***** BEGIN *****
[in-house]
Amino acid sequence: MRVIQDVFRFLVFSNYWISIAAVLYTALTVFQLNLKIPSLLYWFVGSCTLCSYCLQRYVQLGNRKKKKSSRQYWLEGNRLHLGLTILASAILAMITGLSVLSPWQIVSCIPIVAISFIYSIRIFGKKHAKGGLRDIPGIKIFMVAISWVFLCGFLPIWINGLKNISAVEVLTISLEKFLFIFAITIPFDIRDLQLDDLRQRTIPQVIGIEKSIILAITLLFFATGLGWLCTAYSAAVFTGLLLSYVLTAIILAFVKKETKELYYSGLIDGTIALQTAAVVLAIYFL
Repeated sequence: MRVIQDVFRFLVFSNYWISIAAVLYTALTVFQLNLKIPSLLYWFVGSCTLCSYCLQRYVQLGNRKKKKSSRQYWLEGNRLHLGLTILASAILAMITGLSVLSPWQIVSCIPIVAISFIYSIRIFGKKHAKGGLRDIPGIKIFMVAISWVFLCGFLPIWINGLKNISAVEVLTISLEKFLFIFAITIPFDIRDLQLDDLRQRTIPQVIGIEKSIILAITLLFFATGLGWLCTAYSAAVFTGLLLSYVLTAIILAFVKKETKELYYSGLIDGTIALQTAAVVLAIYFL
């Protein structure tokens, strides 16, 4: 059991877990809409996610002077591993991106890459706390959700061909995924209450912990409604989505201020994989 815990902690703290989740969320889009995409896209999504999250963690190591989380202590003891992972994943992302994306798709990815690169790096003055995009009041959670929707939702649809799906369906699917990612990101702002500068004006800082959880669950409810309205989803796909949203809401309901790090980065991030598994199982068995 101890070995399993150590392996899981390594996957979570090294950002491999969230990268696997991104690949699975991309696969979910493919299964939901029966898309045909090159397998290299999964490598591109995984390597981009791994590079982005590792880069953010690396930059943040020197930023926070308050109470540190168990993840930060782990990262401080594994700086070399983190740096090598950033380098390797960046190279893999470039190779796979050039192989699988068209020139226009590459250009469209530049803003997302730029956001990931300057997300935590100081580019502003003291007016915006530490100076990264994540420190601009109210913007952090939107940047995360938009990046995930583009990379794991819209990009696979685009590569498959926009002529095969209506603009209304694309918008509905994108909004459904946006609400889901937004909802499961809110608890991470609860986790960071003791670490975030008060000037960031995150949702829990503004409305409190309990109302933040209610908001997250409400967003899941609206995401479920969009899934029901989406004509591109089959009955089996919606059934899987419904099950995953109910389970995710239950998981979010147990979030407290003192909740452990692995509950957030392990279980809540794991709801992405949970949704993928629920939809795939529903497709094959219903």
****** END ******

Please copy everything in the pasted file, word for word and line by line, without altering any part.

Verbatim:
[in-house]
Amino acid sequence: MRVIQDVFRFLVFSNYWISIAAVLYTALTVFQLNLKIPSLLYWFVGSCTLCSYCLQRYVQLGNRKKKKSSRQYWLEGNRLHLGLTILASAILAMITGLSVLSPWQIVSCIPIVAISFIYSIRIFGKKHAKGGLRDIPGIKIFMVAISWVFLCGFLPIWINGLKNISAVEVLTISLEKFLFIFAITIPFDIRDLQLDDLRQRTIPQVIGIEKSIILAITLLFFATGLGWLCTAYSAAVFTGLLLSYVLTAIILAFVKKETKELYYSGLIDGTIALQTAAVVLAIYFL
Repeated sequence: MRVIQDVFRFLVFSNYWISIAAVLYTALTVFQLNLKIPSLLYWFVGSCTLCSYCLQRYVQLGNRKKKKSSRQYWLEGNRLHLGLTILASAILAMITGLSVLSPWQIVSCIPIVAISFIYSIRIFGKKHAKGGLRDIPGIKIFMVAISWVFLCGFLPIWINGLKNISAVEVLTISLEKFLFIFAITIPFDIRDLQLDDLRQRTIPQVIGIEKSIILAITLLFFATGLGWLCTAYSAAVFTGLLLSYVLTAIILAFVKKETKELYYSGLIDGTIALQTAAVVLAIYFL
């Protein structure tokens, strides 16, 4: 059991877990809409996610002077591993991106890459706390959700061909995924209450912990409604989505201020994989 815990902690703290989740969320889009995409896209999504999250963690190591989380202590003891992972994943992302994306798709990815690169790096003055995009009041959670929707939702649809799906369906699917990612990101702002500068004006800082959880669950409810309205989803796909949203809401309901790090980065991030598994199982068995 101890070995399993150590392996899981390594996957979570090294950002491999969230990268696997991104690949699975991309696969979910493919299964939901029966898309045909090159397998290299999964490598591109995984390597981009791994590079982005590792880069953010690396930059943040020197930023926070308050109470540190168990993840930060782990990262401080594994700086070399983190740096090598950033380098390797960046190279893999470039190779796979050039192989699988068209020139226009590459250009469209530049803003997302730029956001990931300057997300935590100081580019502003003291007016915006530490100076990264994540420190601009109210913007952090939107940047995360938009990046995930583009990379794991819209990009696979685009590569498959926009002529095969209506603009209304694309918008509905994108909004459904946006609400889901937004909802499961809110608890991470609860986790960071003791670490975030008060000037960031995150949702829990503004409305409190309990109302933040209610908001997250409400967003899941609206995401479920969009899934029901989406004509591109089959009955089996919606059934899987419904099950995953109910389970995710239950998981979010147990979030407290003192909740452990692995509950957030392990279980809540794991709801992405949970949704993928629920939809795939529903497709094959219903």